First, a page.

Fig. 1

Semi-quantitative detection of MSAP-Ac-TZ14011 in EWS cell lines correlated significantly with CXCR4 RNA expression levels. a Cells of the EWS cell lines A673, IARC-EW7, L1062, 6647 and TC32 were harvested and stained without (upper graphs) or with (lower graphs) MSAP-Ac-TZ14011. Fluorescence was detected at 710–40 nm. The calculated percentage of positive cells is indicated in each panel. b The baseline corrected geometric mean cytometry fluorescence intensities (GFI) detected after MSAP-Ac-TZ14011 staining of the in (a) described EWS cell lines were correlated to the previous determined CXCR4 RNA expression levels (x-axis). Linear regression analysis demonstrated a significant correlation between the by MSAP-Ac-TZ14011 detected CXCR4 levels and RNA expression levels (P-value and 95% certainty borders are displaced). Both figures are representatives (n = 3)

Flow cytometric comparison of MSAP-ac-TZ14011 with ab2074 and validation of the cell-preparation effects on these staining

The MSAP-Ac-TZ14011 fluorescence levels were compared to the levels obtained with the anti-CXCR4 antibody ab2074. In contrast to the findings with MSAP-Ac-TZ14011 peptide, anti-CXCR4 ab2074 antibody staining did not demonstrate any difference between the studied EWS cell lines (Fig. 2a). In addition, in the MDA-MB-231 X4 cells a lower CXCR4 signal was detected when using ab2074 compared to MSAP-Ac-TZ14011 (Fig. 2b). As a positive control cell line of different origin growing in suspension the “Leiden-ALL-HP” cell line was used. In this cell line the ab2074 antibody CXCR4 detected signals were higher than the MSAP-Ac-TZ14011 levels (Fig. 2c).
Fig. 2

Fluorescence comparison between ab2074 and MSAP-Ac-TZ14011 staining. a EWS cell lines TC32 (white), 6647 (light gray) (high CXCR4 RNA expression), L1062 (dark gray) and A673 (black) (low CXCR4 RNA expression) were similar prepared for the ab2074 and MSAP-Ac-TZ14011 staining following the protocol described by Pelekanos et al. [31]. The ab2074 did not demonstrate a difference in CXCR4 detection between high and low CXCR4 RNA expressing cell lines where MSAP-Ac-TZ14011 did. Representative figures (n = 3) are demonstrated. b MDA-MB-231 X4 and c “Leiden-ALL-HP” cells were prepared and stained similar to the EWS cell lines. In MDA-MB-231 X4 the same difference between ab2074 (green) and MSAP-Ac-TZ14011 (red) staining was demonstrated but in “Leiden-ALL-HP” a higher expression was detected by ab2074 than MSAP-Ac-TZ14011 (both n = 1). The normalized number of counts is demonstrated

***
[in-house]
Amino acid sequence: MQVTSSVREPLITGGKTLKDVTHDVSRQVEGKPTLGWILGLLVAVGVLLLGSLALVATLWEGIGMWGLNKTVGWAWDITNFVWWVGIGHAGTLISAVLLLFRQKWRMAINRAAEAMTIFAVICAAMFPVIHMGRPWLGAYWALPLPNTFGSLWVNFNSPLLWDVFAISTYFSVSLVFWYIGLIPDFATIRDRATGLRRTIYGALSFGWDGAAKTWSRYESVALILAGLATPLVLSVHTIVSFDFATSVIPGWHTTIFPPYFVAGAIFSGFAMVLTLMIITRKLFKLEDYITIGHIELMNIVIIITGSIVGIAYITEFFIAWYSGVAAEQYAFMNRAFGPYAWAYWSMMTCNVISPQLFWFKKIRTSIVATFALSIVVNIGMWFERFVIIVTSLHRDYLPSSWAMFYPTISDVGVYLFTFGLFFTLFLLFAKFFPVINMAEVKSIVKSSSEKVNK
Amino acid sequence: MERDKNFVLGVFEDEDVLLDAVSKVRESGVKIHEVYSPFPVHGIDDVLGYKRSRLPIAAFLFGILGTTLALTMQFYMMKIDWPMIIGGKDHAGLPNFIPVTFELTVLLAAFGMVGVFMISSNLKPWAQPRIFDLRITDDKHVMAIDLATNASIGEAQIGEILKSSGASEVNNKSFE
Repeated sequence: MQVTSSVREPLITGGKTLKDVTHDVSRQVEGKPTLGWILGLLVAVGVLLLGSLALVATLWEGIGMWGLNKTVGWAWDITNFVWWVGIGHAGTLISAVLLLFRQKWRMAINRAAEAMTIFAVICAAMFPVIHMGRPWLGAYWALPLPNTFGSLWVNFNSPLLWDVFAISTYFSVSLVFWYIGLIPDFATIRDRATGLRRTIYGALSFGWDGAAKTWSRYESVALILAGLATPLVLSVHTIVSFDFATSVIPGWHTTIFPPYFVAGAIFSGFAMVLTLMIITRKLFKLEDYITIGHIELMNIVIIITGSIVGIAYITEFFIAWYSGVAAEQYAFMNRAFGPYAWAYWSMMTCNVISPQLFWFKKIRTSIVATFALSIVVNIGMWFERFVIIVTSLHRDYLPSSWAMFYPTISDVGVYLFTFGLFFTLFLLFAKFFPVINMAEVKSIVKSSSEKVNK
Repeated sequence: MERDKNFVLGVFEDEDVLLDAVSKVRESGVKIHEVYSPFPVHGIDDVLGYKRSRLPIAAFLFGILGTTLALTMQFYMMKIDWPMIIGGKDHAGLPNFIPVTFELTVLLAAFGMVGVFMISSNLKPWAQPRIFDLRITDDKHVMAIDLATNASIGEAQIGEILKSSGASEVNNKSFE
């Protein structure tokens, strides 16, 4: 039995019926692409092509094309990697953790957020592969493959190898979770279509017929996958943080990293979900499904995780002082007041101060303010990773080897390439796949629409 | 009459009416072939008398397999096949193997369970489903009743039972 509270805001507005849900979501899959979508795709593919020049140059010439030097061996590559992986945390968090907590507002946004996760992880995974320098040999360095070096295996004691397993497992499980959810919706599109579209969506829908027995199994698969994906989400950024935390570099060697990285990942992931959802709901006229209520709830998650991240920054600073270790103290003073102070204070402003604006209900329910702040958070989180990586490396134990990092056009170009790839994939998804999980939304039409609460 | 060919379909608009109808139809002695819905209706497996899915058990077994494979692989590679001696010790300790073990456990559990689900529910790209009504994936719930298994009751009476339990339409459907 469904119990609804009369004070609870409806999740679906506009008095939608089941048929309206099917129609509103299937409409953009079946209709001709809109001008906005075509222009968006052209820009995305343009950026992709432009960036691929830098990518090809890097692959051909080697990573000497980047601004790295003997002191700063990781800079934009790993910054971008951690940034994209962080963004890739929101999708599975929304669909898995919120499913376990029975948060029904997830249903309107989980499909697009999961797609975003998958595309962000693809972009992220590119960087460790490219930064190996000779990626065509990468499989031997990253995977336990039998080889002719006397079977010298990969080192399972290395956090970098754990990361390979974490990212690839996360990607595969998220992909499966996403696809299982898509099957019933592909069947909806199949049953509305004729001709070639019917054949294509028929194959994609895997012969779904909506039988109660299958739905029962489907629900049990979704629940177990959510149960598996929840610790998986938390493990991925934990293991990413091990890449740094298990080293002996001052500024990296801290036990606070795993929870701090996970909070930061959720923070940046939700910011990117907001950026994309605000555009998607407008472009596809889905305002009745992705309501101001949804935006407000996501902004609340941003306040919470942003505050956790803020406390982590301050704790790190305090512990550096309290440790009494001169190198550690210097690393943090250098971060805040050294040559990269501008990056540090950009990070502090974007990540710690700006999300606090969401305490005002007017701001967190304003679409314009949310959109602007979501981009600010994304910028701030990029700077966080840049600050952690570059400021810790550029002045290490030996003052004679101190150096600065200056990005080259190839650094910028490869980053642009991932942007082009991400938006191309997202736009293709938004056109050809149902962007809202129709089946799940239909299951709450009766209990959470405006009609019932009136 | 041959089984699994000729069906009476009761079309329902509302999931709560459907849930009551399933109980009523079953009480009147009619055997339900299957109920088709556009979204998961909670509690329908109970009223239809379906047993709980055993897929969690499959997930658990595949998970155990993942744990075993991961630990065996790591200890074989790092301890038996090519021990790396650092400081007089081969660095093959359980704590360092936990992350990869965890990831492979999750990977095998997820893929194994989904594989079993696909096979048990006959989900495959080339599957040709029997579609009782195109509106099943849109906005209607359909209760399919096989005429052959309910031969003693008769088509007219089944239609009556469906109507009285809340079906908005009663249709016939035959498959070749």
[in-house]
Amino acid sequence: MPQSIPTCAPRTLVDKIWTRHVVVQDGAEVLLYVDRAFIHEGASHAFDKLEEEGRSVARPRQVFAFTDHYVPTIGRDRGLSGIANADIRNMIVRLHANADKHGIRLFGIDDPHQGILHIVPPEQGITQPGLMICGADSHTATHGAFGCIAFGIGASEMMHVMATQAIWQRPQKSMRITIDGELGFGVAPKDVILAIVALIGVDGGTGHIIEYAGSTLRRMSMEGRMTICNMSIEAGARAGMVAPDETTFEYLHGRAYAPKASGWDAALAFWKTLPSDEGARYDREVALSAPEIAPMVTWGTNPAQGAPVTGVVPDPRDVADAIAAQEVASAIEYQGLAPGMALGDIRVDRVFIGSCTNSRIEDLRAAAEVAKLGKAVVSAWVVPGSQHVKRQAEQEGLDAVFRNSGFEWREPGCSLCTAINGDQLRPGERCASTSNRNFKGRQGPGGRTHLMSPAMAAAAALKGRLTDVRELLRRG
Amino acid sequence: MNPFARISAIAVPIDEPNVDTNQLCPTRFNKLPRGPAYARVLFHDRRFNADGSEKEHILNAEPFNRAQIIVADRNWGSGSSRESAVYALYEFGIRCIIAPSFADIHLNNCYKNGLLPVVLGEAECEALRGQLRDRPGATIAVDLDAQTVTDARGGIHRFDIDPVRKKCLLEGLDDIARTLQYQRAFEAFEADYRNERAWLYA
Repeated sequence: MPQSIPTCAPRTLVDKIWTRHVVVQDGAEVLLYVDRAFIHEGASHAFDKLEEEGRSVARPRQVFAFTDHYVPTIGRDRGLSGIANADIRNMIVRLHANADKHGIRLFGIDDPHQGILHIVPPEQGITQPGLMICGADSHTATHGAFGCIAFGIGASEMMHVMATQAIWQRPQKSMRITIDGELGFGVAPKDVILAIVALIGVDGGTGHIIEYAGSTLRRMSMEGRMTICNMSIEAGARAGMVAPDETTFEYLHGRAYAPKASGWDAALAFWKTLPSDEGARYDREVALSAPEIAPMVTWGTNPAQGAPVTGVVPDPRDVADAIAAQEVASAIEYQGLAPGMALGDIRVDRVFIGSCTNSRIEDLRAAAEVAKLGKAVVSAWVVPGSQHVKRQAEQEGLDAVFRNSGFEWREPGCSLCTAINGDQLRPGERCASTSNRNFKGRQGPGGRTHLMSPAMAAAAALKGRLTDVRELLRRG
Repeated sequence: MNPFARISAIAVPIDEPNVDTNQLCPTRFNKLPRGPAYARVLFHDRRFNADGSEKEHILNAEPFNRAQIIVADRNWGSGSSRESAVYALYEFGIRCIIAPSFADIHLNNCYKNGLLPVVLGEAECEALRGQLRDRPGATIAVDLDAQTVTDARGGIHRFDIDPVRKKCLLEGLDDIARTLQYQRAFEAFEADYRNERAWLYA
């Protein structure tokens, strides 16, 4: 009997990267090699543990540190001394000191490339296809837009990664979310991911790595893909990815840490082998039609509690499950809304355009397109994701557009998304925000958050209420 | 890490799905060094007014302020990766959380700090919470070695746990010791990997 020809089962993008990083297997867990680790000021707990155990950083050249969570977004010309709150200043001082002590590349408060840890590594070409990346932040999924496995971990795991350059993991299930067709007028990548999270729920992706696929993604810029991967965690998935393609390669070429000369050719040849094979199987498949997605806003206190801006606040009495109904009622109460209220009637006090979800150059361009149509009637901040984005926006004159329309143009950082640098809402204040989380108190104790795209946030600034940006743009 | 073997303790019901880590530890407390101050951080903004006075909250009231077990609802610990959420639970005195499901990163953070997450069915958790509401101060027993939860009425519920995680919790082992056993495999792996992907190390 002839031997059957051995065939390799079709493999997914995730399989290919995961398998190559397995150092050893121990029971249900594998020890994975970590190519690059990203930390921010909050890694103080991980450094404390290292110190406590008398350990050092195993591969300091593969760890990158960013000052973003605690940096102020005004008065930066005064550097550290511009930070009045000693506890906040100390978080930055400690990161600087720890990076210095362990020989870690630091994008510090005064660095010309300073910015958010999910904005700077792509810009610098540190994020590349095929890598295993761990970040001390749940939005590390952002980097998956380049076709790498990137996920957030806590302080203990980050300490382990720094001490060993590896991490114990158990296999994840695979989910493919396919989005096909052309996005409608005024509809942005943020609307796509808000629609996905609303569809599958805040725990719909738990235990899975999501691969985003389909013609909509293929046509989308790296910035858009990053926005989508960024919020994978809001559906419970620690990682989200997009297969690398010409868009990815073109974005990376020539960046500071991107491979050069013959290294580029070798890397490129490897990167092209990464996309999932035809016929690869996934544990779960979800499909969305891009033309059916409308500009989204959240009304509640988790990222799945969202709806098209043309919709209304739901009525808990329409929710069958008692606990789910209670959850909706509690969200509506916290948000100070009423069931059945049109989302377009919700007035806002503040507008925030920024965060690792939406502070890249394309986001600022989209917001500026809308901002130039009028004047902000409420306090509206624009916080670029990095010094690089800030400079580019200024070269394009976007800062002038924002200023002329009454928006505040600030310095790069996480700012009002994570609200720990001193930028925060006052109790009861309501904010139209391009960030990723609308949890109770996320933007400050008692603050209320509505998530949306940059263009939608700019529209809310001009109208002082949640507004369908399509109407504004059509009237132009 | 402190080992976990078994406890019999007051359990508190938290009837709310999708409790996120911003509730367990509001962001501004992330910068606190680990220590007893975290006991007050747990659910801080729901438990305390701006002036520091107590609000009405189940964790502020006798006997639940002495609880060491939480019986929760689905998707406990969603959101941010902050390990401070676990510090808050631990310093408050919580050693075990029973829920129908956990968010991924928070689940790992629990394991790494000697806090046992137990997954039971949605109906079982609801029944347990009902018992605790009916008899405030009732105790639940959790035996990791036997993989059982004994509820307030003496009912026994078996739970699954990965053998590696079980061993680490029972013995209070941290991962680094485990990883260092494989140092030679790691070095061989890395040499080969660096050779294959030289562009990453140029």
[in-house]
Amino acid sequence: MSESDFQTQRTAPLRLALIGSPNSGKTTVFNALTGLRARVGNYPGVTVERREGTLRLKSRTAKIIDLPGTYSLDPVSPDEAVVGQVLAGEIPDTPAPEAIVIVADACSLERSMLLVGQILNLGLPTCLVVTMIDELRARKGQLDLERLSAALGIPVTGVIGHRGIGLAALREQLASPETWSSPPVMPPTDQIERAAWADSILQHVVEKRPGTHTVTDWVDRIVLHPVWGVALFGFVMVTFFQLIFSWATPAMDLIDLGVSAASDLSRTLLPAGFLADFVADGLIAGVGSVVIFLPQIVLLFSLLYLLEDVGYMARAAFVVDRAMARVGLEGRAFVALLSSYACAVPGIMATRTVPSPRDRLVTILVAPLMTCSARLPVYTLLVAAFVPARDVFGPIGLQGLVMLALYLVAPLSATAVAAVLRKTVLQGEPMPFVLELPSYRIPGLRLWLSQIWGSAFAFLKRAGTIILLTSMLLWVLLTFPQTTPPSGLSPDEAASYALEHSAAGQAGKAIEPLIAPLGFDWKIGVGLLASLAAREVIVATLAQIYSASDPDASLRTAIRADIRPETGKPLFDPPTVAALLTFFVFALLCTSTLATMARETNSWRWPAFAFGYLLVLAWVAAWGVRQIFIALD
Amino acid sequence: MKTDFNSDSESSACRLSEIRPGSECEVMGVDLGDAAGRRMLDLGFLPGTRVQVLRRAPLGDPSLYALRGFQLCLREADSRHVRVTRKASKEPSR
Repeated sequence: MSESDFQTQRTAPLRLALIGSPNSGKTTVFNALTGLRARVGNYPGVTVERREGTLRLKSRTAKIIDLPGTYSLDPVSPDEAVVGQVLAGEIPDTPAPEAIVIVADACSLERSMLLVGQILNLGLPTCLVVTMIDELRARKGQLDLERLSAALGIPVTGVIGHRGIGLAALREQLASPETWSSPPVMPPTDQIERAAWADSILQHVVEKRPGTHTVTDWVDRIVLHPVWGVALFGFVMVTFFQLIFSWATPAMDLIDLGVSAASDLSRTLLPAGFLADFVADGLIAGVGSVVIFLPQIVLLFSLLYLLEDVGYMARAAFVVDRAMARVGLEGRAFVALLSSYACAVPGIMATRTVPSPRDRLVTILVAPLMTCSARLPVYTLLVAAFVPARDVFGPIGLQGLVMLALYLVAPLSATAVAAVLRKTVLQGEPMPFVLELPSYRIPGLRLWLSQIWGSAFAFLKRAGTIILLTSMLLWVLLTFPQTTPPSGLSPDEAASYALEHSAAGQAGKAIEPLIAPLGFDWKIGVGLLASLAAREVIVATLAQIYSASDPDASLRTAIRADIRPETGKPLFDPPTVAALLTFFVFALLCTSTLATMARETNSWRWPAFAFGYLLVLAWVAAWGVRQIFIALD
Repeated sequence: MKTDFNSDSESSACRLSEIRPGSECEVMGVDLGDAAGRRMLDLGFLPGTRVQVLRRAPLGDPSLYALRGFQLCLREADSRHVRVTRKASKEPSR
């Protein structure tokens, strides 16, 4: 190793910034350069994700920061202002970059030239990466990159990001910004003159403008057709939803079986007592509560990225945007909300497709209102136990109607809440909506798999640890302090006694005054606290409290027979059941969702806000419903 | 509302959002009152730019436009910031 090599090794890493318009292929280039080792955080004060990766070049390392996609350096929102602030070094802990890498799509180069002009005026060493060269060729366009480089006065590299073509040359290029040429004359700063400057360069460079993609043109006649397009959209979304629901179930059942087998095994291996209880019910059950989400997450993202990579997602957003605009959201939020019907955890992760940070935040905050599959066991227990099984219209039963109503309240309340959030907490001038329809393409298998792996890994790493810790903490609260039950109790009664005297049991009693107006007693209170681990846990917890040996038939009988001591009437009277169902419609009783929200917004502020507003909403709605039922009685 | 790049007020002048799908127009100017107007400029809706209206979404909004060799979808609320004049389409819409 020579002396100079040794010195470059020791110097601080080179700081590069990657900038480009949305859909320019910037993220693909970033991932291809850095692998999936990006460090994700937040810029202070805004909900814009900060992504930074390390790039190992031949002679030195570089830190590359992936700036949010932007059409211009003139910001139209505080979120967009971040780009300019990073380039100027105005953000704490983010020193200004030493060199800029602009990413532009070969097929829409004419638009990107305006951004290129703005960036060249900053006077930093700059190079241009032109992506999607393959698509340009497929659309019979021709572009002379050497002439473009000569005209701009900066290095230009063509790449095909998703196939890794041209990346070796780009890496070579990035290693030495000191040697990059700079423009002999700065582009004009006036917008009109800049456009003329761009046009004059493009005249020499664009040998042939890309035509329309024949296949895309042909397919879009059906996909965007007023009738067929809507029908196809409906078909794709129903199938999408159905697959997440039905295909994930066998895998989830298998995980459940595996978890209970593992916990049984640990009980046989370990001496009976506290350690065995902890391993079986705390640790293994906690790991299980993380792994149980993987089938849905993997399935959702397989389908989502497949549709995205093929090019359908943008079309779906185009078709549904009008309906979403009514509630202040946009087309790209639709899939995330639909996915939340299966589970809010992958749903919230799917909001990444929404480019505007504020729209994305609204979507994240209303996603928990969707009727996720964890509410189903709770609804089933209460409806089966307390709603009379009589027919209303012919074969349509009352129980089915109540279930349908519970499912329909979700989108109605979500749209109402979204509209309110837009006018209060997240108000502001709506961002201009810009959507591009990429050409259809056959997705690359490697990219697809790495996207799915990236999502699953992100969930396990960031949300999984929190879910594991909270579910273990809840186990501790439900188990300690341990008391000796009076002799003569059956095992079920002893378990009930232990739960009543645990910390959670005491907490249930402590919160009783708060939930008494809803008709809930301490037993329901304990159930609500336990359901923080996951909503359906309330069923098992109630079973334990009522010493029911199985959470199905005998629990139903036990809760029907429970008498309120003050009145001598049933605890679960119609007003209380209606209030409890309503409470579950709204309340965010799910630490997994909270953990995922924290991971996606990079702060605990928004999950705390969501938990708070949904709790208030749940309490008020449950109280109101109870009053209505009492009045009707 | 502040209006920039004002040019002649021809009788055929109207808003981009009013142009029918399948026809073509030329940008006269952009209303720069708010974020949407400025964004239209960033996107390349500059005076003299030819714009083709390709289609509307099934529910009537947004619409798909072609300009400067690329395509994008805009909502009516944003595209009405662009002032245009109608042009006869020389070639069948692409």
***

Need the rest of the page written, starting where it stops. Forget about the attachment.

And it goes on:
The difference in signal intensity levels of the anti-CXCR4 antibody ab2074 detection might be caused by cell preparation as the Leiden-ALL-HP grown in suspension and EWS cells are harvested by enzymatic dissociation to obtain cell suspension. Therefore different cell dissociations methods were compared using regular trypsin (enzyme digestion) TrpLE (recombinant enzyme used in stem cell research to treat trypsin sensitive cells) and EDTA alone (non-enzymatic treatment). None of the harvesting methods (EDTA, Trypsin and TrpLE) influenced any of the staining methods (Additional file 3: Figure S1). In addition, we observed that fixation with methanol after MSAP-Ac-TZ14011 incubation increased the detected fluorescence, both in high and low CXCR4 expressing cell lines (Additional file 4: Fig. S2).

Live cell imaging of CXCR4 by MSAP-ac-TZ14011 in EWS cells

EWS cell lines TC32 and IARC-EW7 were further investigated by live cell imaging. TC32 and IARC-EW7 had, respectively, “high” and “low” CXCR4 RNA expression levels [10] and “high” and “low” CXCR4 levels detected by MSAP-Ac-TZ14011. As control for estimation of the MSAP-Ac-TZ14011 incubation period MDA-MB-231 X4, in which overexpressed CXCR4-GFP is located at the membrane and in the cytoplasm, was imaged over time (Fig. 3a, b and Additional file 5: Movie S1). Directly after addition of MSAP-Ac-TZ14011 (T = 0) all membrane expressed CXCR4-GFP overlapped with MSAP-Ac-TZ14011 as shown in Fig. 3a in orange. The intracellular CXCR4-GFP signal was not overlapping with MSAP-Ac-TZ14011 signal. Over time MSAP-Ac-TZ14011 was internalized with CXCR4-GFP and after 3 h almost all CXCR4-GFP present was bound by MSAP-Ac-TZ14011 (T = 3) (Fig. 3b and Additional file 5: Movie S1, which contains a time-laps recording). This includes the CXCR4-GFP located intracellularly. TC32, a high CXCR4 mRNA expressing EWS cell line, demonstrated at T = 0 a membranous MSAP-Ac-TZ14011 staining similar to that demonstrated by MDA-MB-231 X4 (Fig. 3c). After 3 h incubation internalized MSAP-Ac-TZ14011, like in MDA-MB-231 X4, was observed in TC32 (Fig. 3d). The signal partly overlapped with the lysotracker DND-26 signal, indicating that a part CXCR4-MSAP-Ac-TZ14011 complex was directed towards the lysosomes. The low CXCR4 expressing EWS cell line IARC-EW7 cells showed neither cell membrane staining at T = 0 nor cytoplasmic staining at T = 3 of MSAP-Ac-TZ14011, suggesting no binding and internalization of CXCR4 was observed (Fig. 2e, f).